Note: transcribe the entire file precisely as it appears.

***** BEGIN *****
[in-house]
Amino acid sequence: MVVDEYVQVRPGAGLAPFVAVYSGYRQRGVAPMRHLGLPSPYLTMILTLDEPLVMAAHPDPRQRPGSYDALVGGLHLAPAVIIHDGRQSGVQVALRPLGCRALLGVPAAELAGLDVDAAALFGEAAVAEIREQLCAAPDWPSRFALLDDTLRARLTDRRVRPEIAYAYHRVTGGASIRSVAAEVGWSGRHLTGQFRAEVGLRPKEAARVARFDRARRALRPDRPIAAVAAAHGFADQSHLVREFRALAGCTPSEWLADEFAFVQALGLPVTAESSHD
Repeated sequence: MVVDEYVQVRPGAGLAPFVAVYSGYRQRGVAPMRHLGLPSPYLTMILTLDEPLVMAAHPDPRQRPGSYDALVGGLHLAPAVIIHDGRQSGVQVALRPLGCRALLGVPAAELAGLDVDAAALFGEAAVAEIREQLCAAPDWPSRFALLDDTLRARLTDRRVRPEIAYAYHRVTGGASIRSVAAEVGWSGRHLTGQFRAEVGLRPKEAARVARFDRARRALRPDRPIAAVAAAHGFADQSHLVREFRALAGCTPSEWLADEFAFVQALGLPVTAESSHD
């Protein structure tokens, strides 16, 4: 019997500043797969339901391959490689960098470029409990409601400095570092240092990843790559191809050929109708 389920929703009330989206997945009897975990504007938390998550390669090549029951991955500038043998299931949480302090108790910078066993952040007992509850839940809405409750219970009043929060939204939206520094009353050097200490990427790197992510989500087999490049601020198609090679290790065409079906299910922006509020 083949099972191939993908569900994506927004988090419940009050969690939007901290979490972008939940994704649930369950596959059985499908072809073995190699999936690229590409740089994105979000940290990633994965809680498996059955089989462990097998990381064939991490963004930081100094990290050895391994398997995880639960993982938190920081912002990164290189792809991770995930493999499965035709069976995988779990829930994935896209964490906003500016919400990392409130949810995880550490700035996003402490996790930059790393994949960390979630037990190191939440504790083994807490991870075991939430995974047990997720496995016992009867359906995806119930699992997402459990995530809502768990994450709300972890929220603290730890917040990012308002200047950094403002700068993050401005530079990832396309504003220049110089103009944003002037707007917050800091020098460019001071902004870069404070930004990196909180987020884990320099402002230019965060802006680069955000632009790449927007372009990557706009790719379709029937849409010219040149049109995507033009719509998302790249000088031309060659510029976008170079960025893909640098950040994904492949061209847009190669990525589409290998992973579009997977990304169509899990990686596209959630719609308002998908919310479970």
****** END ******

[in-house]
Amino acid sequence: MVVDEYVQVRPGAGLAPFVAVYSGYRQRGVAPMRHLGLPSPYLTMILTLDEPLVMAAHPDPRQRPGSYDALVGGLHLAPAVIIHDGRQSGVQVALRPLGCRALLGVPAAELAGLDVDAAALFGEAAVAEIREQLCAAPDWPSRFALLDDTLRARLTDRRVRPEIAYAYHRVTGGASIRSVAAEVGWSGRHLTGQFRAEVGLRPKEAARVARFDRARRALRPDRPIAAVAAAHGFADQSHLVREFRALAGCTPSEWLADEFAFVQALGLPVTAESSHD
Repeated sequence: MVVDEYVQVRPGAGLAPFVAVYSGYRQRGVAPMRHLGLPSPYLTMILTLDEPLVMAAHPDPRQRPGSYDALVGGLHLAPAVIIHDGRQSGVQVALRPLGCRALLGVPAAELAGLDVDAAALFGEAAVAEIREQLCAAPDWPSRFALLDDTLRARLTDRRVRPEIAYAYHRVTGGASIRSVAAEVGWSGRHLTGQFRAEVGLRPKEAARVARFDRARRALRPDRPIAAVAAAHGFADQSHLVREFRALAGCTPSEWLADEFAFVQALGLPVTAESSHD
């Protein structure tokens, strides 16, 4: 019997500043797969339901391959490689960098470029409990409601400095570092240092990843790559191809050929109708 389920929703009330989206997945009897975990504007938390998550390669090549029951991955500038043998299931949480302090108790910078066993952040007992509850839940809405409750219970009043929060939204939206520094009353050097200490990427790197992510989500087999490049601020198609090679290790065409079906299910922006509020 083949099972191939993908569900994506927004988090419940009050969690939007901290979490972008939940994704649930369950596959059985499908072809073995190699999936690229590409740089994105979000940290990633994965809680498996059955089989462990097998990381064939991490963004930081100094990290050895391994398997995880639960993982938190920081912002990164290189792809991770995930493999499965035709069976995988779990829930994935896209964490906003500016919400990392409130949810995880550490700035996003402490996790930059790393994949960390979630037990190191939440504790083994807490991870075991939430995974047990997720496995016992009867359906995806119930699992997402459990995530809502768990994450709300972890929220603290730890917040990012308002200047950094403002700068993050401005530079990832396309504003220049110089103009944003002037707007917050800091020098460019001071902004870069404070930004990196909180987020884990320099402002230019965060802006680069955000632009790449927007372009990557706009790719379709029937849409010219040149049109995507033009719509998302790249000088031309060659510029976008170079960025893909640098950040994904492949061209847009190669990525589409290998992973579009997977990304169509899990990686596209959630719609308002998908919310479970």